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Brazil's Swap Curve Tremors: Insights on the Central Bank's Rate Cut Rift


Robert Tavares

May 13, 2024 - 18:55 pm


Central Bank Friction Shakes Brazil's Interest Rate Forecasts

In a recent development, the Brazilian central bank issued a statement that revealed a stark divide within its board. This disclosure had a profound effect on the country's swap curve, which now suggests lesser rate cuts than what market traders and analysts have anticipated.

The central bank took a step to reduce the benchmark interest rate by a modest 25 basis points, bringing it to 10.5% last week. While this move aligned with many forecasts, the associated statement—which highlighted a split vote and an attempt to balance dovish and hawkish perspectives—caused a degree of trepidation. The announcement led the local swap curve to respond as though an unexpected turn of events had taken place.

Notably, all four officials who supported a more substantial rate cut were appointees of President Luiz Inacio Lula da Silva. This alignment suggested to market participants that the central bank's staunch dedication to battling inflation might weaken as Governor Roberto Campos Neto's term concludes later in the year. Following this, the mid and long sections of the curve saw a steepening, while long-term maturities experienced an increase in rates. Moreover, market disruptions were evident as 'stops'—which occur when traders simultaneously seek to diminish risk—hindered the decline of short-term DI contracts.

As matters stand, the curve indicates an expectation of merely an additional 13 basis points in cuts for the current cycle. This reluctance to forecast a lower Selic rate, despite widespread beliefs that further cuts in borrowing costs are on the horizon, underscores the trader's hesitancy. The main cause of their caution stems from high levels of uncertainty on the international stage, particularly given the obscure trajectory of United States monetary policy. This hesitancy prevails although any dovish signals from the Federal Reserve could prompt a recalibration of short-maturing swaps.

Rafael Ihara, Chief Economist at Meraki Capital, expressed his belief in the potential for Brazil's central bank to continue rate reductions in the latter half of the year, provided there's positive momentum from U.S. inflation metrics.

Adding to the cautious sentiment are the fiscal risks presented by Brazil's adjustment of its fiscal target for 2025, coupled with the complexities that have arisen in estimating the financial repercussions of the assistance being provided to the Rio Grande do Sul state, currently grappling with disastrous floods.

For a more in-depth analysis, one can read further on this topic as analyzed by several Brazil experts who have adjusted their rate forecasts in light of the central bank's divided stance on policy. (Read more here)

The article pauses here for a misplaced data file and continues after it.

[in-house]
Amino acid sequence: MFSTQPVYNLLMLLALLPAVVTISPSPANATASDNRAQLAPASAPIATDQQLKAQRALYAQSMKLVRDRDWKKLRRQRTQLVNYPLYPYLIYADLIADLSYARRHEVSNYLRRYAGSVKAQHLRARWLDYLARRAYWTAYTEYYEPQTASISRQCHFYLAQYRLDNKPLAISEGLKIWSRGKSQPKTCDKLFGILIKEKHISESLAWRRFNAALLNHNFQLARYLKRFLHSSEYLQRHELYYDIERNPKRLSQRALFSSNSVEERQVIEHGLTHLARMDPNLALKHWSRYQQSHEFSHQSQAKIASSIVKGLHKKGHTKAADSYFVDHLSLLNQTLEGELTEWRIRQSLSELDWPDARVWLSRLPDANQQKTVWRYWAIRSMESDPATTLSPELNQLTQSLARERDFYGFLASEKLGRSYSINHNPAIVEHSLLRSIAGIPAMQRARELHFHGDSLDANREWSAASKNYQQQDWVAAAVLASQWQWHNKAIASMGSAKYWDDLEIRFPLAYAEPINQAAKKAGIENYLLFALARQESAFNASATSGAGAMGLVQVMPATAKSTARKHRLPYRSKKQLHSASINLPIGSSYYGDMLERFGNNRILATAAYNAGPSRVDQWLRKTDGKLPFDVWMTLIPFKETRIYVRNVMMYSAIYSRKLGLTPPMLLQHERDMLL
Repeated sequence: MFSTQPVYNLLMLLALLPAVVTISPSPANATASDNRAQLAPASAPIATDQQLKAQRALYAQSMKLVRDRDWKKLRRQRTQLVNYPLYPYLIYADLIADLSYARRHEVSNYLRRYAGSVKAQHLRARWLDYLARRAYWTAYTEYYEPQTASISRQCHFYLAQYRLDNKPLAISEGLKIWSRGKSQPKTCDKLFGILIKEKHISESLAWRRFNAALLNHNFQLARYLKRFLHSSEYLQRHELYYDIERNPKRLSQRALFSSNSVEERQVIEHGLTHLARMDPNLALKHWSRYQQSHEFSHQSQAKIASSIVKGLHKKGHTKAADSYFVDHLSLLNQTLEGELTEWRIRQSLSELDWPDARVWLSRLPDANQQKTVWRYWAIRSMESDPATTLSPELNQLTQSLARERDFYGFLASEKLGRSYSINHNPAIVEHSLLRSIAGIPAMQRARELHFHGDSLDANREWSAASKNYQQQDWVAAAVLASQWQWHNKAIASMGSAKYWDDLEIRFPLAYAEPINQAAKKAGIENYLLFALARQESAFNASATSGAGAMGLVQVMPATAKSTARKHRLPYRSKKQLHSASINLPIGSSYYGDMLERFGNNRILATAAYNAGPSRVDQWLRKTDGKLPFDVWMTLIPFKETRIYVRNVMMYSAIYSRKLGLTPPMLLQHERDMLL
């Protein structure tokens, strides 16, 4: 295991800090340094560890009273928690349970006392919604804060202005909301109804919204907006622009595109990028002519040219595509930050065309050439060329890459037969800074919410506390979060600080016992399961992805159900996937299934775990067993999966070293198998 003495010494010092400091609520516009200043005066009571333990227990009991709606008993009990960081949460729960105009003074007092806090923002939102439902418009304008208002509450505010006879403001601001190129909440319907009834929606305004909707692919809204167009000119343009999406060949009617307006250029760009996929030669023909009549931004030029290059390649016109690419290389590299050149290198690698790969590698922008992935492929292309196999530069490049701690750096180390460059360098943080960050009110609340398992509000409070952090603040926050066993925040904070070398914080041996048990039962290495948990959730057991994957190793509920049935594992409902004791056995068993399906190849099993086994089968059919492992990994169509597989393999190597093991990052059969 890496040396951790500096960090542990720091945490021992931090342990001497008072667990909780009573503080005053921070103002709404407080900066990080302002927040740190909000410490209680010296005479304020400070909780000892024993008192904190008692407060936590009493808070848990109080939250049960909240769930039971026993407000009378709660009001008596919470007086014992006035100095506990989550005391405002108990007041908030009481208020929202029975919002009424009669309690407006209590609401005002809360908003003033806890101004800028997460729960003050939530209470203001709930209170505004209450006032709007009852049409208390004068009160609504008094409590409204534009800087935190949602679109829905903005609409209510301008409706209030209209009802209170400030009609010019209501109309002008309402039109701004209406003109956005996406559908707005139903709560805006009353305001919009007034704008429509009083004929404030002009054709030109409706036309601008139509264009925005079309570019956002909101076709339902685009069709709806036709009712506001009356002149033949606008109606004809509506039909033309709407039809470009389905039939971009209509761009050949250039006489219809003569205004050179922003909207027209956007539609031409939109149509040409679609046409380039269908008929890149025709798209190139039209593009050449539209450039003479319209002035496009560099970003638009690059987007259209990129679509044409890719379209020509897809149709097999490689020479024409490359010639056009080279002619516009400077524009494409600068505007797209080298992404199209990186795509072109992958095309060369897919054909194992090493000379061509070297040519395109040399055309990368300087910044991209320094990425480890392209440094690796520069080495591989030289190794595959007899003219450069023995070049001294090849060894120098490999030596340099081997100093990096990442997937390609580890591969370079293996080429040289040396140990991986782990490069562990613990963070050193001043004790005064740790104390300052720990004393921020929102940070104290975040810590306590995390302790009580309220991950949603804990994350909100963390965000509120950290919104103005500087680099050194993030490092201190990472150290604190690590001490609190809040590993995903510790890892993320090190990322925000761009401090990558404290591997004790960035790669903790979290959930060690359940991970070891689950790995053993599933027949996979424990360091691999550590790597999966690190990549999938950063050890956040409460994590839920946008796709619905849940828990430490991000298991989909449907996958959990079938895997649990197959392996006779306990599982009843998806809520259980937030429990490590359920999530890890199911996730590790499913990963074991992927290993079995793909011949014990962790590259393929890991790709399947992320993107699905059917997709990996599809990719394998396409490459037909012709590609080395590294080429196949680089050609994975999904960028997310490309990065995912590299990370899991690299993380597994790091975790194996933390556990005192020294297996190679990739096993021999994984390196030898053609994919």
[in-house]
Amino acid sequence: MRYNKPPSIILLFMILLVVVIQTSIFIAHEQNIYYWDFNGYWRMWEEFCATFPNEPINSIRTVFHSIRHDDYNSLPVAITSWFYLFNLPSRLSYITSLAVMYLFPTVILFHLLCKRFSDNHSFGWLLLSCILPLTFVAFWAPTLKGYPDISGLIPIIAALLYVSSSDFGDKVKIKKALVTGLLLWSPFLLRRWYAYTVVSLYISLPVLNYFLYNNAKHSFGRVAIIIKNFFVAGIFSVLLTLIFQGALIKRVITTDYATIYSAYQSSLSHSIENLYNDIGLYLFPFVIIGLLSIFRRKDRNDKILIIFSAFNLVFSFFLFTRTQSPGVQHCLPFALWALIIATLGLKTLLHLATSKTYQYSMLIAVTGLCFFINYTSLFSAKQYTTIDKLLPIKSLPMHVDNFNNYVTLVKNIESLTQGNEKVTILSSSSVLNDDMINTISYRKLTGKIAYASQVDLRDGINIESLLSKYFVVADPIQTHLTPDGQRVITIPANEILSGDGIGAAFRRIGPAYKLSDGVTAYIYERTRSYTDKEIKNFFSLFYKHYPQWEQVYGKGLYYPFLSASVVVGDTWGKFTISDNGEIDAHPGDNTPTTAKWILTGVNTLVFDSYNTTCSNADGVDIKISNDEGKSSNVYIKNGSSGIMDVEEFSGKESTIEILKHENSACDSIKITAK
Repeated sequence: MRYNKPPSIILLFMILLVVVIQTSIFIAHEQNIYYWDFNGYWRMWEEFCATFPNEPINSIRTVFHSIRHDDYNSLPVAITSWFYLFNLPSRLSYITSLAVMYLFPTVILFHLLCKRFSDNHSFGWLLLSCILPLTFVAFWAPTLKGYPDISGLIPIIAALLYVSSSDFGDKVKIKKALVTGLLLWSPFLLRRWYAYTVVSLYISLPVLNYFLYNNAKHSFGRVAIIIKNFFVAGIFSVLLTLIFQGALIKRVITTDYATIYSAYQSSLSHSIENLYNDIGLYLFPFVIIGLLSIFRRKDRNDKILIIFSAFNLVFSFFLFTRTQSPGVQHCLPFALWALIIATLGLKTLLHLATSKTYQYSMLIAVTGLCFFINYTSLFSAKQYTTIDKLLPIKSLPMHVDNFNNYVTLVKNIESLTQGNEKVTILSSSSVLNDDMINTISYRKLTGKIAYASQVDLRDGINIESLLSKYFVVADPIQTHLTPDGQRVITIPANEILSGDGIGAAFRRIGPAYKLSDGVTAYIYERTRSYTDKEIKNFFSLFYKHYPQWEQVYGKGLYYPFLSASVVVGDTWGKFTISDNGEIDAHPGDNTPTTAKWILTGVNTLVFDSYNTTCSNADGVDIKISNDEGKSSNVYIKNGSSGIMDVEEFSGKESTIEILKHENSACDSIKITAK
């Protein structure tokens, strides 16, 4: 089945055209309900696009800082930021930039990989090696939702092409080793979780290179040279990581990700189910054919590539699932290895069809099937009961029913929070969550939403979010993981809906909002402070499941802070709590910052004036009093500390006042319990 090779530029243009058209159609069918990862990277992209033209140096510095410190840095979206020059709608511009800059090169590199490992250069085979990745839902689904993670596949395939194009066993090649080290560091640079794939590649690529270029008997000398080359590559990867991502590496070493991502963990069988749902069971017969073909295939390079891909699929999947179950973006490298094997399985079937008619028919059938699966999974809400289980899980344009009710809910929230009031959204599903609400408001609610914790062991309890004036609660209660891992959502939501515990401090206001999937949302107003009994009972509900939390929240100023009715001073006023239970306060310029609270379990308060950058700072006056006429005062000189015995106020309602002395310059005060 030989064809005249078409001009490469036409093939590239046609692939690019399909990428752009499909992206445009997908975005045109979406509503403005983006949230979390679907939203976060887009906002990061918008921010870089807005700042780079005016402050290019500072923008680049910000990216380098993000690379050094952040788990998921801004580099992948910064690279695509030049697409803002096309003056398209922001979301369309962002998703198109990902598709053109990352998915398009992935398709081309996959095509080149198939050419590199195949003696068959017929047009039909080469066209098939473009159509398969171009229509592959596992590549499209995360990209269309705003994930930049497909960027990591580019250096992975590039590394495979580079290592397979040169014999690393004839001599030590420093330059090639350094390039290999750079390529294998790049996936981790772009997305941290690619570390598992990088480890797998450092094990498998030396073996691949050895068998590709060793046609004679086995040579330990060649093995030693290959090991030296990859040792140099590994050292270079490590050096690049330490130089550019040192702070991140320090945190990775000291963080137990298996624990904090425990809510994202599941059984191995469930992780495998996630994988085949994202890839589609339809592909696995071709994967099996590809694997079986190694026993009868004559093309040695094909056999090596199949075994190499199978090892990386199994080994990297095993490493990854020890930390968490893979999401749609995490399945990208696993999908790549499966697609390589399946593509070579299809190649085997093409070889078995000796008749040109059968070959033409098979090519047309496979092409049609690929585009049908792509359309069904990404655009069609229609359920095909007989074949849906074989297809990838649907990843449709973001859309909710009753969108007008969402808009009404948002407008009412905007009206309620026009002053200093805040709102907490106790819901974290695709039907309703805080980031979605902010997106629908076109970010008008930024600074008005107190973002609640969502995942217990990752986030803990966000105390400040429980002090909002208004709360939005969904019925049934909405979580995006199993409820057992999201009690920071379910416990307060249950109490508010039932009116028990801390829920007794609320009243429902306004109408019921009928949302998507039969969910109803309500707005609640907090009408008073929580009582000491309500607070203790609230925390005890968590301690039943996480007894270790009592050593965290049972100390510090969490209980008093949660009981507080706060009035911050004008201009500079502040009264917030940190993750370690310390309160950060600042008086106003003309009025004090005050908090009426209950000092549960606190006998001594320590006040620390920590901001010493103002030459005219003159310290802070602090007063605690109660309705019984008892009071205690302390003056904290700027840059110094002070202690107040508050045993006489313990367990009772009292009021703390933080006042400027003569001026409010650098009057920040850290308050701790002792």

Despite the curve's current suggestion, many economists maintain a skeptical view over the idea of a terminal Selic rate exceeding 10.25%. Their skepticism stems from the fact that inflation is trending towards the target rate, and core CPI has shown more favorable results. Recently released data for April revealed inflation at 3.69%, sitting comfortably within the central bank's target range of 1.5-4.5%.

The strategists from JPMorgan, including Luis Oganes, have pointed out that the Brazilian central bank has room to reduce interest rates further than what's currently projected in the market. They added that Mexico, after deciding to maintain unchanged rates, also possesses the capacity to make future rate cuts.

They emphasized, "As the dust settles around Fed expectations and currencies recover, we do not think that market pricing for end-of-cycle real rates above 6% in both countries is justified."

All attention now turns to the central bank's upcoming release of the minutes from its most recent policy decision, expected on Tuesday. Analysts and investors alike will be looking for explanations to justify the hawkish tones in the previous statement despite almost half the board voting for a greater rate cut. A failure to provide clear rationale might continue to exert upward pressure on swap rates.

As Bloomberg assisted by Giovanna Bellotti Azevedo and Vinícius Andrade reported on these current market dynamics, we await further developments. The said reporting can be attributed to ©2024 Bloomberg L.P.

In summary, the current situation encapsulates the delicate balance central banks across the globe are attempting to maintain. As they navigate through economic pressures, international monetary policies, and internal divisions, the ripple effects continue to be felt across financial markets. Brazil's swap curve predicament illu